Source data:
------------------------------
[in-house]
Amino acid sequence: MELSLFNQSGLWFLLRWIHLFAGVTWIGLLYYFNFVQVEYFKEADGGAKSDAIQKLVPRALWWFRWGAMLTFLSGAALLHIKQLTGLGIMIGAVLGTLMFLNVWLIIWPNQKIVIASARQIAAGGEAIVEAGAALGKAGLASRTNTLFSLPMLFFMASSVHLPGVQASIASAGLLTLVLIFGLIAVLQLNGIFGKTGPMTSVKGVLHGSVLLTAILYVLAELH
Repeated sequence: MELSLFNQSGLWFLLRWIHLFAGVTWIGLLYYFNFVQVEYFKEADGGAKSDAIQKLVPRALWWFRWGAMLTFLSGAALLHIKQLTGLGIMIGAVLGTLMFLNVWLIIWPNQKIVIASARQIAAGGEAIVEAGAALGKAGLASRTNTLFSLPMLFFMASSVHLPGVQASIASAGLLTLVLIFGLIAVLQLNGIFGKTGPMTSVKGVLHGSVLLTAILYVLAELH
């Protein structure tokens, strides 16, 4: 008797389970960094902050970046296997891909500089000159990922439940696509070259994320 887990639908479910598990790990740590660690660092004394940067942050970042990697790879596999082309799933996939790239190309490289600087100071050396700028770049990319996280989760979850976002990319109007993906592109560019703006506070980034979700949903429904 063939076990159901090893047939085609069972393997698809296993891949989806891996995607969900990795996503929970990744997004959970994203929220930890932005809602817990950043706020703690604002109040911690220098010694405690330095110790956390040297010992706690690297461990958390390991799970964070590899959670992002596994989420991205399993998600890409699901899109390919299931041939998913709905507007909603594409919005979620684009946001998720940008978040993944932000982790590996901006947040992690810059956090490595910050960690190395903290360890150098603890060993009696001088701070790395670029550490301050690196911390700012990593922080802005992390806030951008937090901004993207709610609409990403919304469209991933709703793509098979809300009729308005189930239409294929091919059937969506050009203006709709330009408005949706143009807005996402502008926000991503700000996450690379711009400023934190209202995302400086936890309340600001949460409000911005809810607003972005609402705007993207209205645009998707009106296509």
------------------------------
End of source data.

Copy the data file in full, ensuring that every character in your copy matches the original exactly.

[in-house]
Amino acid sequence: MELSLFNQSGLWFLLRWIHLFAGVTWIGLLYYFNFVQVEYFKEADGGAKSDAIQKLVPRALWWFRWGAMLTFLSGAALLHIKQLTGLGIMIGAVLGTLMFLNVWLIIWPNQKIVIASARQIAAGGEAIVEAGAALGKAGLASRTNTLFSLPMLFFMASSVHLPGVQASIASAGLLTLVLIFGLIAVLQLNGIFGKTGPMTSVKGVLHGSVLLTAILYVLAELH
Repeated sequence: MELSLFNQSGLWFLLRWIHLFAGVTWIGLLYYFNFVQVEYFKEADGGAKSDAIQKLVPRALWWFRWGAMLTFLSGAALLHIKQLTGLGIMIGAVLGTLMFLNVWLIIWPNQKIVIASARQIAAGGEAIVEAGAALGKAGLASRTNTLFSLPMLFFMASSVHLPGVQASIASAGLLTLVLIFGLIAVLQLNGIFGKTGPMTSVKGVLHGSVLLTAILYVLAELH
């Protein structure tokens, strides 16, 4: 008797389970960094902050970046296997891909500089000159990922439940696509070259994320 887990639908479910598990790990740590660690660092004394940067942050970042990697790879596999082309799933996939790239190309490289600087100071050396700028770049990319996280989760979850976002990319109007993906592109560019703006506070980034979700949903429904 063939076990159901090893047939085609069972393997698809296993891949989806891996995607969900990795996503929970990744997004959970994203929220930890932005809602817990950043706020703690604002109040911690220098010694405690330095110790956390040297010992706690690297461990958390390991799970964070590899959670992002596994989420991205399993998600890409699901899109390919299931041939998913709905507007909603594409919005979620684009946001998720940008978040993944932000982790590996901006947040992690810059956090490595910050960690190395903290360890150098603890060993009696001088701070790395670029550490301050690196911390700012990593922080802005992390806030951008937090901004993207709610609409990403919304469209991933709703793509098979809300009729308005189930239409294929091919059937969506050009203006709709330009408005949706143009807005996402502008926000991503700000996450690379711009400023934190209202995302400086936890309340600001949460409000911005809810607003972005609402705007993207209205645009998707009106296509």